Factors that can affect your credit score adversely. Delinquencies remain on your credit report for seven years. Most public record items remain on your credit report for seven years, although some bankruptcies may remain for 10 years and unpaid tax liens remain for 15 years.
- Chapter 7 is a complete liquidation of assets to settle all debts owed to creditors. This bankruptcy remains on your credit report for 10 years from the date it was filed, but can be disputed.
- Chapter 13 is a reorganization of debt. Until this debt is paid for, dismissed, or discharged, the bankruptcy will reappear on your credit report (when disputed) as you make each payment over time.
Judgments, Tax Liens, & Student Loans
Regardless of what we accomplish with the credit report, you are still obligated to pay these debts. If you do not pay tax liens or student loans, the government can garnish your wages and take your taxes.
Credit Counseling Debt Consolidation
Although an item associated with credit counseling can be disputed, until you are finished with a credit counseling program, you will not be able to get a loan.
Repossessions, Charge-offs, Collections, & Late Payments
All of these negative items can be disputed and resolved on your credit report if they are not verified as reporting correctly on your credit report.
Inquiries remain on your credit report for 2 years and cannot be disputed.
Improving your credit score
Paying your bills on time is the single most important contributor to a good credit score. Even if the debt you owe is a small amount, it is crucial that you make payments on time. In addition, you should minimize outstanding debt, avoid overextending yourself and applying for credit needlessly.
In general, a score may improve, if you:
- Pay your bills on time. Delinquent payments and collections can have a major negative impact on a score.
- Apply for and open new credit accounts only as needed. Don't open accounts just to have a better credit mix - it probably won't raise your score.
- Pay off debt rather than moving it around. Also don't close unused cards as a short-term strategy to raise your score. Owing the same amount but having fewer open accounts may lower your score.
- Close accounts you don't need. A high total credit limit may signal potential overextension. A total of three or four cards -- including gasoline or department store cards -- is usually good.
- Keep balances low on credit cards and other "revolving credit." High outstanding debt can affect a score. Try to keep your total account balance below 30% of your total available credit. For instance, if your cards have a total credit limit of $2,000, keep your total balance under $600.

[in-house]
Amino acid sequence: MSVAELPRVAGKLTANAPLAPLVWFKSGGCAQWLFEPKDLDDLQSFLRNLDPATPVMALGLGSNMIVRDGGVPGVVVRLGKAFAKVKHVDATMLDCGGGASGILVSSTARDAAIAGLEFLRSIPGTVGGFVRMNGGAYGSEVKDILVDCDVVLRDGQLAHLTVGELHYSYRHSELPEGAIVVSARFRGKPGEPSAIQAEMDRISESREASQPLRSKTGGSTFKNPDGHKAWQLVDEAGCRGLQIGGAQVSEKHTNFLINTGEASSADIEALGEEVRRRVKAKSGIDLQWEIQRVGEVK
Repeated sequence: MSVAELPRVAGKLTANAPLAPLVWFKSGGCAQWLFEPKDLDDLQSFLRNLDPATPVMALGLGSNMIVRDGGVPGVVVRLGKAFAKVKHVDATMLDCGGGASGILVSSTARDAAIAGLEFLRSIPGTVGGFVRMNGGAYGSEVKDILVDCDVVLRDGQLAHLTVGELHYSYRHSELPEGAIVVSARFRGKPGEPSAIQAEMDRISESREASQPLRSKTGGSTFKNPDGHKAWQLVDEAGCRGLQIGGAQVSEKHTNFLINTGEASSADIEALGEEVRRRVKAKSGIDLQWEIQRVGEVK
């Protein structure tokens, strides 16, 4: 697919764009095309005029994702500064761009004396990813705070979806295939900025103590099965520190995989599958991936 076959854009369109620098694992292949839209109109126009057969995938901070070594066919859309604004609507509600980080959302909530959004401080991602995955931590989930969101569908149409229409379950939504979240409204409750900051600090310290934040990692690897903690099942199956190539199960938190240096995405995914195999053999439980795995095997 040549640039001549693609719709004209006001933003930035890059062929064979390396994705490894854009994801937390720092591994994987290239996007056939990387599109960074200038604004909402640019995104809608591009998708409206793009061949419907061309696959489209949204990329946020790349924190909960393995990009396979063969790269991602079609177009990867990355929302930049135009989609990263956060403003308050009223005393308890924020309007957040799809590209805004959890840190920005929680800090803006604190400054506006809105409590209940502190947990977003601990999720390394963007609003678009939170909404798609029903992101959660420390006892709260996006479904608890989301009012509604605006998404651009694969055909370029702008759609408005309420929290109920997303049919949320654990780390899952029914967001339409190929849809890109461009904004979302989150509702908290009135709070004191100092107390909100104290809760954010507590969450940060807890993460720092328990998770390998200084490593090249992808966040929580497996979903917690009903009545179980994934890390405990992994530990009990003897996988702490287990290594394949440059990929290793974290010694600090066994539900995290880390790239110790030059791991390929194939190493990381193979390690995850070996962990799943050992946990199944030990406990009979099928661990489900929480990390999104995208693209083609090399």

- Correct any incorrect information that might appear on your credit report.
- Minimize the number of inquiries on your credit report. Don't apply for multiple credit cards over a short period of time, or for a card you're not likely to get.
Rebuilding Damaged Credit
Bad credit can happen to good people. Don't despair. There are ways you can get your credit back in shape. But you have to start working on it today -- and keep working hard to show potential creditors that you're serious about getting your credit back in order. As you do so, your credit score will improve, resulting in better credit offers and a substantial savings in money. With patience and timely repayments, you'll likely be able to build a new credit history that creditors will look upon favorably when making decisions about your ability to handle even more credit.
- If your credit is severely damaged, or you have a very short credit history, apply for a gasoline credit card, a department store card, or a secured credit card. Use the cards, and pay the balances on time.
- Use your new accounts in moderation. And make payments that are more than the minimum. You can keep a small balance so that your positive payment history will continue to show up on your credit report.
- Keep your balances low. Avoid carrying a balance that is more than 30% of your credit limit (creditors may view it as excessive debt that you may not be able to stay current with).
- Consider asking for help. If you can't qualify on your own, ask a friend or family member to cosign for a small loan or credit card. If you can stay current on a major credit card account or small auto loan, this will speed up the process of re-establishing good credit on your own.
* Information provided by Experian and Equifax.